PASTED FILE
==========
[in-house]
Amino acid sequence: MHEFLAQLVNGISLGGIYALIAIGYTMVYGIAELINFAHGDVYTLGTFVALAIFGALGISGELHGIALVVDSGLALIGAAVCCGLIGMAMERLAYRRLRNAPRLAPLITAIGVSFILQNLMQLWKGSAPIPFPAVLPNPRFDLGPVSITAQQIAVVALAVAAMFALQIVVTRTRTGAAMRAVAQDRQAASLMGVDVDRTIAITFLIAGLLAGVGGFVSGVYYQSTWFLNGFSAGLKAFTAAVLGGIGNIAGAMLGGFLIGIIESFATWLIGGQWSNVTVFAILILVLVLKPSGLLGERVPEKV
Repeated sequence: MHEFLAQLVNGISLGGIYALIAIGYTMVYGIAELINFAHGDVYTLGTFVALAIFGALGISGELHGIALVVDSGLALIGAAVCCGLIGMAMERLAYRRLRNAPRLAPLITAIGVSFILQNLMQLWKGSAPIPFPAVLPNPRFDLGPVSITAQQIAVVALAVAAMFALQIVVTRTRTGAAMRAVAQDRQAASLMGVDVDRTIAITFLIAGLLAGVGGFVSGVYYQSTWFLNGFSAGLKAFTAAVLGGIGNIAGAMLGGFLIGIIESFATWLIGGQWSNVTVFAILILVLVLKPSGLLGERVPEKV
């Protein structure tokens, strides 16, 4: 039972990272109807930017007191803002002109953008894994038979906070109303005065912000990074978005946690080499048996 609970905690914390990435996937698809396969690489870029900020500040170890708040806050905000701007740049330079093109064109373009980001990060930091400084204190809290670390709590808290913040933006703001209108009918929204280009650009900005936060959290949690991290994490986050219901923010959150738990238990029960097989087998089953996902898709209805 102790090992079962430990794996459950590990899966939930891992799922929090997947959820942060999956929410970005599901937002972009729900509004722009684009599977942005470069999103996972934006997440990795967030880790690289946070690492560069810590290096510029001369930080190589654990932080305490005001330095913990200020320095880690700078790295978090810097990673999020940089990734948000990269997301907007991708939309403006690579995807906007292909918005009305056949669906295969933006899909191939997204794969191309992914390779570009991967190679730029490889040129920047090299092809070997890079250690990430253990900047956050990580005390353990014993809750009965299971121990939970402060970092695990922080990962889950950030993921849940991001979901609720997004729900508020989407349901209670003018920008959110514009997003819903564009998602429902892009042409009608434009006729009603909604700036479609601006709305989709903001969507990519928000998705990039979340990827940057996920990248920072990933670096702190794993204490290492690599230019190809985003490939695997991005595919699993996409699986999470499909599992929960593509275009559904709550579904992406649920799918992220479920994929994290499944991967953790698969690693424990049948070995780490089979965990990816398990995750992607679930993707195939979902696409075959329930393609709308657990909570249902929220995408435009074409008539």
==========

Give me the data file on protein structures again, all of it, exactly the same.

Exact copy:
[in-house]
Amino acid sequence: MHEFLAQLVNGISLGGIYALIAIGYTMVYGIAELINFAHGDVYTLGTFVALAIFGALGISGELHGIALVVDSGLALIGAAVCCGLIGMAMERLAYRRLRNAPRLAPLITAIGVSFILQNLMQLWKGSAPIPFPAVLPNPRFDLGPVSITAQQIAVVALAVAAMFALQIVVTRTRTGAAMRAVAQDRQAASLMGVDVDRTIAITFLIAGLLAGVGGFVSGVYYQSTWFLNGFSAGLKAFTAAVLGGIGNIAGAMLGGFLIGIIESFATWLIGGQWSNVTVFAILILVLVLKPSGLLGERVPEKV
Repeated sequence: MHEFLAQLVNGISLGGIYALIAIGYTMVYGIAELINFAHGDVYTLGTFVALAIFGALGISGELHGIALVVDSGLALIGAAVCCGLIGMAMERLAYRRLRNAPRLAPLITAIGVSFILQNLMQLWKGSAPIPFPAVLPNPRFDLGPVSITAQQIAVVALAVAAMFALQIVVTRTRTGAAMRAVAQDRQAASLMGVDVDRTIAITFLIAGLLAGVGGFVSGVYYQSTWFLNGFSAGLKAFTAAVLGGIGNIAGAMLGGFLIGIIESFATWLIGGQWSNVTVFAILILVLVLKPSGLLGERVPEKV
């Protein structure tokens, strides 16, 4: 039972990272109807930017007191803002002109953008894994038979906070109303005065912000990074978005946690080499048996 609970905690914390990435996937698809396969690489870029900020500040170890708040806050905000701007740049330079093109064109373009980001990060930091400084204190809290670390709590808290913040933006703001209108009918929204280009650009900005936060959290949690991290994490986050219901923010959150738990238990029960097989087998089953996902898709209805 102790090992079962430990794996459950590990899966939930891992799922929090997947959820942060999956929410970005599901937002972009729900509004722009684009599977942005470069999103996972934006997440990795967030880790690289946070690492560069810590290096510029001369930080190589654990932080305490005001330095913990200020320095880690700078790295978090810097990673999020940089990734948000990269997301907007991708939309403006690579995807906007292909918005009305056949669906295969933006899909191939997204794969191309992914390779570009991967190679730029490889040129920047090299092809070997890079250690990430253990900047956050990580005390353990014993809750009965299971121990939970402060970092695990922080990962889950950030993921849940991001979901609720997004729900508020989407349901209670003018920008959110514009997003819903564009998602429902892009042409009608434009006729009603909604700036479609601006709305989709903001969507990519928000998705990039979340990827940057996920990248920072990933670096702190794993204490290492690599230019190809985003490939695997991005595919699993996409699986999470499909599992929960593509275009559904709550579904992406649920799918992220479920994929994290499944991967953790698969690693424990049948070995780490089979965990990816398990995750992607679930993707195939979902696409075959329930393609709308657990909570249902929220995408435009074409008539």